Tips On How To Be Mentally Tough Like An Olympian

20 Minute Podcast #17

On this week’s episode of 20 Minute Fitness we talk about how you can build your mental toughness. Keeping a calm and focused mind can be a major key to success. Especially when it comes to performing well as an athlete. Included in this episode, we explore how Olympians and professional athletes keep a level head while they compete.

The Power of Habit: Turn Your Unhealthy Habits Around

We cover topics like the effect of attitude on physical performance. Along with how adjusting your coping strategy could lead to major victories later on. Also, covered on this episode it the amazing benefits of practicing mindfulness. Learn how a little bit of meditation can go a long way when it comes to your athletic performance. However, don’t just take our word for it, listen to how pros like beach volleyball player Kerri Walsh used mindfulness to up her game.

Show Notes

Play to Win

From the Institute of Sport, a study was down that found a shift in the way that you think about your ability beforehand will make a difference in the outcome. For example, if you go into a competition thinking, ” I do not want to lose” you are putting yourself at a disadvantage. As what you could say is “I’m here to win.”

Accept the Grind

Studies of college-age swimmers and professional rugby players have shown that more so than physical exhaustion or even defeat. The biggest factor in predicting burnout was the athlete’s own devaluation of the sport. Also, caring about it less or attributing negative qualities to it. Especiallly, successful athletes were repeatedly described as being intrinsically motivated and “loving” their practice, not just their competitions.

Talk Through The Stress

In 1993, researchers interviewed 17 national champion figure skaters and identified 158 unique coping strategies they used. The most common, used by 76 percent of the skaters, was “rational thinking and self-talk.” The study authors describe as logically examining all of the potential stressors. Also, the skaters would say that they tried to “gather all the valid points, sort through everything.”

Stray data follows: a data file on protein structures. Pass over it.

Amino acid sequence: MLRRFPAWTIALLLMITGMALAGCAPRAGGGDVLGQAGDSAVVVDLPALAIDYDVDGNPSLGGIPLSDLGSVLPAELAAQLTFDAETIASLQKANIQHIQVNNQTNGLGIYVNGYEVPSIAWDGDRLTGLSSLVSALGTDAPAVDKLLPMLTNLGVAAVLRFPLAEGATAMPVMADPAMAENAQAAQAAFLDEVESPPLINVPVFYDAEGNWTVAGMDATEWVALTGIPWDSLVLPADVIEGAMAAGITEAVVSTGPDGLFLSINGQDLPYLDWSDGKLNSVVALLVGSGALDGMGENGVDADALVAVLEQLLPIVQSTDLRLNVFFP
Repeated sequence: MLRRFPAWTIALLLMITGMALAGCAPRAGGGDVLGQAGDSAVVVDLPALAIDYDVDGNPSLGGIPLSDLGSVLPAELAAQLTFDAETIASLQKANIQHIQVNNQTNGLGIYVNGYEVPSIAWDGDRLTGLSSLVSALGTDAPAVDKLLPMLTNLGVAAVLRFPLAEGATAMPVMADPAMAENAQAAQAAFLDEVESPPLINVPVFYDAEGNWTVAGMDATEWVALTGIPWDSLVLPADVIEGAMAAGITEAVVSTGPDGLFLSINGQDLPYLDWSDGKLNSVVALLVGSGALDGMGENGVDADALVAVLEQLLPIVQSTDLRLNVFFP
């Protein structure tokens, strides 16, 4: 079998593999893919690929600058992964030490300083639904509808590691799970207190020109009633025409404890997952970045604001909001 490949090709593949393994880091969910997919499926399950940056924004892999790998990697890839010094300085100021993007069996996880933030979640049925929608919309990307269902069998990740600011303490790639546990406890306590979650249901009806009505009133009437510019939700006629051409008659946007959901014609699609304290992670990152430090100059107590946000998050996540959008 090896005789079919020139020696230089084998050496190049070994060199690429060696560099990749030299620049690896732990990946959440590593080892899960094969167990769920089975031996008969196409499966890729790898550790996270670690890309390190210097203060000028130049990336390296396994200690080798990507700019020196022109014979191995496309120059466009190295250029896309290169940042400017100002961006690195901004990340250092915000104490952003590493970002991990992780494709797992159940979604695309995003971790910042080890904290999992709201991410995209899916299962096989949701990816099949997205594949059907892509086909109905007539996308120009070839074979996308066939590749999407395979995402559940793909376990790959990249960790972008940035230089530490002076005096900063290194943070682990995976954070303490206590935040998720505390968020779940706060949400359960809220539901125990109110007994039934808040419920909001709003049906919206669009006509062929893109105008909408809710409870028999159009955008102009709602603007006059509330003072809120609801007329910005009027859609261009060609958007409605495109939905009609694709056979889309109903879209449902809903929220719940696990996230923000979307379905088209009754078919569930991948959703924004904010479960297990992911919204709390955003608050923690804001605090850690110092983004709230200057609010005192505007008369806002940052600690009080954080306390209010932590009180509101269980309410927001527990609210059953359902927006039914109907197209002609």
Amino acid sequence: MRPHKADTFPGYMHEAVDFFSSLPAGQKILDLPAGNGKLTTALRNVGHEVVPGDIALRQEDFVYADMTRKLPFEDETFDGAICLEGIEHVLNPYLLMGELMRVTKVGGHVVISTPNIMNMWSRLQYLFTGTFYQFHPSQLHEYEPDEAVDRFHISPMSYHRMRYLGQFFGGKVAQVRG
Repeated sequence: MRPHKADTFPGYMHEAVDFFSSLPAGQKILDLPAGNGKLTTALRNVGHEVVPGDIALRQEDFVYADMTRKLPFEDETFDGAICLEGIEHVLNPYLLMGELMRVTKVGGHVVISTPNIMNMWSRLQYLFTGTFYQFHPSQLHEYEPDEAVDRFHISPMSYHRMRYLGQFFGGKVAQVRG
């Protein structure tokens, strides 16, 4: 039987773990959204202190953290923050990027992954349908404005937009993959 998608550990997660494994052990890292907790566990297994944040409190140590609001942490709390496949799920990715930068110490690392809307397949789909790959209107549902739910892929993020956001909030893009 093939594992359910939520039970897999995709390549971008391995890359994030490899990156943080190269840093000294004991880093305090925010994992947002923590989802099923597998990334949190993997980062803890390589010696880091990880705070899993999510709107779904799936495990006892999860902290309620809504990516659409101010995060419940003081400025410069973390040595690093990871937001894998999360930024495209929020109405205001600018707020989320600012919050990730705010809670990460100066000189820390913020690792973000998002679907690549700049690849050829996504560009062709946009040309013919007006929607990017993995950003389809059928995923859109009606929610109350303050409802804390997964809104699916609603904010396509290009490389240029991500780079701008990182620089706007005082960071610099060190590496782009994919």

One Navy Seal trainer realized that the SEAL ‘s who are most likely to have trouble with a task are the ones that are intimidated by it. Before they even try. Therefore, he began telling the recruits that were training for a 50-meter dive to focus on executing each stroke individually. Instead of finishing the entire dive.

“That re-calibrates the brain to pay attention to the body’s moment-by-moment change,” said Martin Paulus, a psychiatry professor at the University of California, San Diego.  He studies both military members and elite athletes as part of the university’s OptiBrain Center.

Also, new research from the OptiBrain Center suggests that a grape-sized section of the brain called the insular cortex is especially fine-tuned in top athletes, helping them anticipate upcoming pressures and adapt to them quickly.

Sandra Upson who wrote in an article about the insula structure in Scientific American said that the insula “can generate strikingly accurate predictions of how the body will feel in the next moment.” Including, that model of the body’s future condition instructs other brain areas to initiate actions that are more tailored to coming demands than those of couch potatoes.”

Practice Mindfulness

Studies show mindfulness changes that way the brain responds to stress. Also, that’s why the military has started teaching mindfulness to soldiers prior to deployment. Gaining better control over their brains helps soldiers respond to difficult situations with less anxiety.

Athletes ranging from Kobe Bryant to Derek Jeter incorporated meditation into their training routines. Phil Jackson, former coach of the Chicago Bulls and the Los Angeles Lakers, says teaching his players mindfulness helped him earn 11 NBA titles as a coach.

Visualize Success

In an interview with Mindbodygreen, Olympic gold medalist Lindsey Vonn said, “By the time I get to the start gate, I’ve run that race 100 times already in my head, picturing how I’ll take the turns.” Mental imagery has a profound effect on the way your body behaves.

Studies consistently show that no matter your skill level. Visualizing yourself going through the motions will help you do better. Whether you’re about to ask for a raise or imagining yourself going through the motions. Thinking about each step of the way can help you perform at your peak.

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Lesley George

Lesley is a content writer and community manager at Shape.
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